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ssd

Through the MacBook Air, Apple has pioneered the everyday use of flash storage as an alternative to traditional hard drives. With the inevitable discontinuation of the pre-2012 MacBook Pros, Apple’s MacBook lineup will go completely flash-based and it looks as if the desktop Mac is going that way to… well, kind of.

At their October special event, Phil Schiller announced Fusion Drive, a new storage technology available for configurations of Apple’s late 2012 Mac Minis and iMacs. Fusing together flash and traditional storage, Apple aims to create a faster storage medium that still offers up a large capacity. In this article, we’re going to run through the basics of Fusion Drive, the technologies behind it and what it means for the future of storage on your Mac. (more…)

SSD’s or Solid State Drives are a popular upgrade lately due to the very significant difference they can make to even an older Mac’s performance in real world use. Unfortunately, SSD’s are also still prohibitively expensive for those of us who wish to keep large quantities of media on an internal hard drive.

There are a few workarounds for this, but most rely on an external drive or cloud storage. Alternatively, the following guide will show you how to install an SSD and make use of a larger, standard hard drive in the SuperDrive bay. As far as non-standard upgrades go, it’s not too difficult, but is perhaps not best suited for complete novices and may well void your warranty.

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Since transitioning to an SSD earlier last year, I’ve become accustomed to dealing with a smaller amount of hard drive space in my MacBook Pro. Moving from 256GB down to 128GB felt like a risky thing to do at the time – the last thing I wanted was the constant headache of a hard drive that’s full to the brim.

The reality is that I absolutely haven’t noticed the decrease in size. I trimmed down my Applications directory, moved all my iMovie content off to an external drive, and started a new photo library in Lightroom (my old Aperture library was becoming an out of control nightmare to manage).

These few changes freed up over 100GB of space and, by being mindful of what I download, save, and store on my internal drive, this space is still more or less completely free.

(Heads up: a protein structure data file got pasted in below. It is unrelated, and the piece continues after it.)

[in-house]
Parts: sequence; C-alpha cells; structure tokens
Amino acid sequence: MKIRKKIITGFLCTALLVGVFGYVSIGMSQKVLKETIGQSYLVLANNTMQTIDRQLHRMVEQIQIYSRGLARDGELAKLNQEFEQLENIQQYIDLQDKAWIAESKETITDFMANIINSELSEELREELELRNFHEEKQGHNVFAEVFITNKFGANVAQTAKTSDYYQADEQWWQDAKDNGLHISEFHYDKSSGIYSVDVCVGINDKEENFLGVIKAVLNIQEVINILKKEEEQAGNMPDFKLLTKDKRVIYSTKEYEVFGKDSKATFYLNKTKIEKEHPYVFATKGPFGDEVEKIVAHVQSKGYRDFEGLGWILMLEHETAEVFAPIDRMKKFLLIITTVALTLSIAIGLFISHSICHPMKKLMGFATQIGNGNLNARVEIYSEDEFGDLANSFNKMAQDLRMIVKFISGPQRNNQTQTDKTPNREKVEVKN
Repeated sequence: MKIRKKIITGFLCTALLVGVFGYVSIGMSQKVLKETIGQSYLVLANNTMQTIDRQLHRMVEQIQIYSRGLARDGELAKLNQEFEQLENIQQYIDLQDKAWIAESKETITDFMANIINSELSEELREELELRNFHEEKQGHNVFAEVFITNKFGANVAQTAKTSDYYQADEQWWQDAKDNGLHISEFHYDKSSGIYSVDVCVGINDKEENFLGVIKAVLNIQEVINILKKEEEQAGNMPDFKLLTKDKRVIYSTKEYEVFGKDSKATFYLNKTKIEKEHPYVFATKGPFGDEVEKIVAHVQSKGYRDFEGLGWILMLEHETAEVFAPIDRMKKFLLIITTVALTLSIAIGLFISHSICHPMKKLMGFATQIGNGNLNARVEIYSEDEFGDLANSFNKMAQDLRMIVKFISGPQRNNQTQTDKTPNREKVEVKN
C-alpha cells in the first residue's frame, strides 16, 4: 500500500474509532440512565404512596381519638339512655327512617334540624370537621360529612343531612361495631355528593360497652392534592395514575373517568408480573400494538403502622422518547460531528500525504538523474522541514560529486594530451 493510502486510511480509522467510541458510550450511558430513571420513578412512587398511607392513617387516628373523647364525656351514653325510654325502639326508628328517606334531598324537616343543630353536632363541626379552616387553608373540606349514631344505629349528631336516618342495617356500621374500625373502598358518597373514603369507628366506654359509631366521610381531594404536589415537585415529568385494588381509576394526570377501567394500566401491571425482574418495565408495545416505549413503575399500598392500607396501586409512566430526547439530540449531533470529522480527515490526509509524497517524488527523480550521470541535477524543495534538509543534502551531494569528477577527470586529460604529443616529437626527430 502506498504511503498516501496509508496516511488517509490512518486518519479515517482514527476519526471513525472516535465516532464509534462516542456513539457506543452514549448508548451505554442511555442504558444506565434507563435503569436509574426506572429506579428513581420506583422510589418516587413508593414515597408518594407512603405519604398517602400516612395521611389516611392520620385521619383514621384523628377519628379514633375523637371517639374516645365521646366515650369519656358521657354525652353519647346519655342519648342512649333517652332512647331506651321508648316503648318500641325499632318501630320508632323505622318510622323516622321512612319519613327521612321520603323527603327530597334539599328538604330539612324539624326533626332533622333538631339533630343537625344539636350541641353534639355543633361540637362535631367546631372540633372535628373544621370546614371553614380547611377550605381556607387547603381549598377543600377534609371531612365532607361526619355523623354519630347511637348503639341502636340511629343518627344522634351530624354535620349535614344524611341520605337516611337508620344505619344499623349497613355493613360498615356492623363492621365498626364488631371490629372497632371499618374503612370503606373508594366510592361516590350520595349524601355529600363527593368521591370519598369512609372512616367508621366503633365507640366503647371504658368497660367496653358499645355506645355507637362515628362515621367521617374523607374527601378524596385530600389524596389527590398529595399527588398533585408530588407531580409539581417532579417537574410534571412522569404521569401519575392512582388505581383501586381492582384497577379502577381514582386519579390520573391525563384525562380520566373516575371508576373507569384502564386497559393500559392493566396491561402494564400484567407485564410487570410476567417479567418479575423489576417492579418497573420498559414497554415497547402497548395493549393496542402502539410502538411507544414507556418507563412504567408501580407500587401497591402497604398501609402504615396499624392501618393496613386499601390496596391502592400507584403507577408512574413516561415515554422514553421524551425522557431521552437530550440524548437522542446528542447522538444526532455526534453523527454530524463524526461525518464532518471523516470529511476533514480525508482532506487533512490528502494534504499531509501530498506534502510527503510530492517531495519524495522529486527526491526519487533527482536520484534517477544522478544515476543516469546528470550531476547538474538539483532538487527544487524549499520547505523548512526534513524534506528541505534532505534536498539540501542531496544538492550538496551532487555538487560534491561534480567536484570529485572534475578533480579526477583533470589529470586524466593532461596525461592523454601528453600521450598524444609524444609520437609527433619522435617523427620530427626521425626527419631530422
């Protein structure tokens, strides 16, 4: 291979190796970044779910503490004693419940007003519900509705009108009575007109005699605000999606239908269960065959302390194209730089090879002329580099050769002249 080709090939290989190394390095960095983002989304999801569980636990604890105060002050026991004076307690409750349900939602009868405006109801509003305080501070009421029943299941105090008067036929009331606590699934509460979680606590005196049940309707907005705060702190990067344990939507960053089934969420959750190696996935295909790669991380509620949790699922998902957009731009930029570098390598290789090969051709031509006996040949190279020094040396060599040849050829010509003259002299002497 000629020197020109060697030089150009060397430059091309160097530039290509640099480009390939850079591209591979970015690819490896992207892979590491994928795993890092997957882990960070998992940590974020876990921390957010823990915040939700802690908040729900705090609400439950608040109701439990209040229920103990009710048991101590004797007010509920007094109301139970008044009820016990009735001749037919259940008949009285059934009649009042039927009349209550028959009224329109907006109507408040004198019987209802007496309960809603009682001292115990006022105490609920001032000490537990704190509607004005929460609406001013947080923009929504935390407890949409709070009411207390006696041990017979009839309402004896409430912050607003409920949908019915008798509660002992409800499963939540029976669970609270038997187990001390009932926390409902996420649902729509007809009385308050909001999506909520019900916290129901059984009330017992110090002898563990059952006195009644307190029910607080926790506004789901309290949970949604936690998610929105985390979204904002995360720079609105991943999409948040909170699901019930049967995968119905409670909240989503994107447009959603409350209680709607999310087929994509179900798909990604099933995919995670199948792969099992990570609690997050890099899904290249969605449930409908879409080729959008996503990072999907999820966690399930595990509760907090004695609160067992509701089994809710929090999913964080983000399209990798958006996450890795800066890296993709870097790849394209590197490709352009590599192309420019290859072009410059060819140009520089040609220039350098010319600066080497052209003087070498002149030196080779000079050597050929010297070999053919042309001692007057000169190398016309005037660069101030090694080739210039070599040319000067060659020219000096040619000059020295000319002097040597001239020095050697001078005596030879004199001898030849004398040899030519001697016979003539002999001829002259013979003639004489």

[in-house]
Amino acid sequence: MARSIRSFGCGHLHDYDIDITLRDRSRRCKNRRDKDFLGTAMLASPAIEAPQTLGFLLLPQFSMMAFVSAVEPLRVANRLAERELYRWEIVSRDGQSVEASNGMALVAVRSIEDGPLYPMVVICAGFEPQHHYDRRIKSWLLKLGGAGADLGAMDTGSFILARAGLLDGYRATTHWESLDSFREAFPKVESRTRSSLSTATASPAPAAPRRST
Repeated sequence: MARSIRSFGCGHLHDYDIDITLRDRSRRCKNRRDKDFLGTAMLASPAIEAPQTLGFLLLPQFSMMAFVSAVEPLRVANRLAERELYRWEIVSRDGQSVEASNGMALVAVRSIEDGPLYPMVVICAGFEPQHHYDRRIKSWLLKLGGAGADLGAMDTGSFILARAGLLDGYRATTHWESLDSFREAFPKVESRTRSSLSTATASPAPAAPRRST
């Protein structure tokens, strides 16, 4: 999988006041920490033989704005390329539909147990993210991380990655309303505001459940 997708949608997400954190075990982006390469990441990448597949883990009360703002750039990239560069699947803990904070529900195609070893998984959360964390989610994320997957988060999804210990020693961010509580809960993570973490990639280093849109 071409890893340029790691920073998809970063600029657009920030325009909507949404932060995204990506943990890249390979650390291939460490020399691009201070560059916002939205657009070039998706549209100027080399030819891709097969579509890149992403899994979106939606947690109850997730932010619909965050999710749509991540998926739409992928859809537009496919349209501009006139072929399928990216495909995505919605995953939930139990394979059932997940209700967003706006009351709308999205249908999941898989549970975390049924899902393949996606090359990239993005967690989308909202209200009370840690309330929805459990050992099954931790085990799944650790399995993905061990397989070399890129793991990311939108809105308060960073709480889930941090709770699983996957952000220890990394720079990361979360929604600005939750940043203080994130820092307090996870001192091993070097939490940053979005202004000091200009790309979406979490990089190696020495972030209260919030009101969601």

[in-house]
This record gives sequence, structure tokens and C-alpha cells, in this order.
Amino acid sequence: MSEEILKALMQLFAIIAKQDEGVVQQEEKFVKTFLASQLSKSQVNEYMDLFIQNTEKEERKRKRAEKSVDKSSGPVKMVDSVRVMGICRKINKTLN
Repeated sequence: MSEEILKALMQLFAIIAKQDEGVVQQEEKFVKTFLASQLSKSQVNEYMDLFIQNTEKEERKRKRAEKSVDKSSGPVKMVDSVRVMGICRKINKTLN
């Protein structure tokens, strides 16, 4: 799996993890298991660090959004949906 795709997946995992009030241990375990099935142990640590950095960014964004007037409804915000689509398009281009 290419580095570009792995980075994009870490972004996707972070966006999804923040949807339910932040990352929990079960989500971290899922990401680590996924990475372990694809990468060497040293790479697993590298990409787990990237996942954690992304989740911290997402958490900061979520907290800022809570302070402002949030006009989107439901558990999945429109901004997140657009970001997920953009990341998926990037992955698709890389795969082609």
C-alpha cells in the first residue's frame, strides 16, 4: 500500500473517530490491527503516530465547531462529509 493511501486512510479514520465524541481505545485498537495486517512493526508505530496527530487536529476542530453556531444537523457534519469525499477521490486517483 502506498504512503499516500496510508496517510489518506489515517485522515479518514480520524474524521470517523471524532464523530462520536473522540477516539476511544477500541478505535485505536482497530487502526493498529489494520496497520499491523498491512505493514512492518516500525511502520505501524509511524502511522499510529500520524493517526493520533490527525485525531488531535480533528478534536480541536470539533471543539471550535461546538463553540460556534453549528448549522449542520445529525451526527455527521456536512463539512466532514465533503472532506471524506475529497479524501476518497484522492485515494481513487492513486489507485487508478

Downsizing to a smaller drive hasn’t once caused me a problem – I’ve found that when it comes to internal drives, bigger isn’t necessarily better. But would you be happy to sacrifice all those extra gigabytes? Let us know in today’s poll, and share your thoughts in the comments.

Much has been said about solid-state drives (SSD) being the next “big thing” in terms of computer performance. If you regularly find that your Mac is running slowly when opening apps and booting, it might be obvious to immediately think that the problem is down to insufficient RAM.

Although the amount of memory in your Mac does make a big difference, we’re starting to get to the point where we all have plenty of RAM for everyday tasks (4GB is more than enough for most Mac users). The main piece of old technology inside your MacBook or iMac is actually the hard drive, and that can contribute significantly to poor performance with certain tasks.

Not convinced that you’ll notice a performance benefit? Check out this video and come back in two minutes. I’ll wait!

So why hasn’t everyone jumped ship to this new performance-boosting miracle? The main problem with solid-state drives at present boils down to price. They’re still far more expensive than a standard Serial ATA drive, and out of the budget of many Mac users.

The question I’m asking today is whether you’re sporting a shiny new SSD (and reaping the performance benefits), or waiting for the price to drop over the next year or so. Have your say in the poll, and let me know your thoughts in the comments. I’d love to hear what you all think!

As a follow up to our article on upgrading your Mac’s RAM, this article will outline how to go through the same process to upgrade your hard drive.

We’ll begin with a brief discussion on why upgrading your hard drive will improve your system then move on to the pros and cons of mechanical vs. solid state drives. We’ll conclude with a step by step tutorial on finding and purchasing the right HD for your Mac and point you to some instructional guides outlining the installation process for your specific model.

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